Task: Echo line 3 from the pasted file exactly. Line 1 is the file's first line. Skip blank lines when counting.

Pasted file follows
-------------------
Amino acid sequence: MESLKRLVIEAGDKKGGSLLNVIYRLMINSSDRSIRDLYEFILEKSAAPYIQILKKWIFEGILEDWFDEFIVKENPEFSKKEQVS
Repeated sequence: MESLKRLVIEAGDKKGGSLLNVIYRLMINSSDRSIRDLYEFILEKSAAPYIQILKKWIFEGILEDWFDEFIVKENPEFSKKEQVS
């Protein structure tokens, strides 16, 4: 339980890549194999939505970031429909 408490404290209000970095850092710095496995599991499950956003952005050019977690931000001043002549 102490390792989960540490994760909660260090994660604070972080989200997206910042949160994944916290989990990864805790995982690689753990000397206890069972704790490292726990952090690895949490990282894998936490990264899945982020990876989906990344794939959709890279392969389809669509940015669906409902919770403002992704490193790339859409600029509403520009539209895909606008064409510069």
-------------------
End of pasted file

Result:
């Protein structure tokens, strides 16, 4: 339980890549194999939505970031429909 408490404290209000970095850092710095496995599991499950956003952005050019977690931000001043002549 102490390792989960540490994760909660260090994660604070972080989200997206910042949160994944916290989990990864805790995982690689753990000397206890069972704790490292726990952090690895949490990282894998936490990264899945982020990876989906990344794939959709890279392969389809669509940015669906409902919770403002992704490193790339859409600029509403520009539209895909606008064409510069």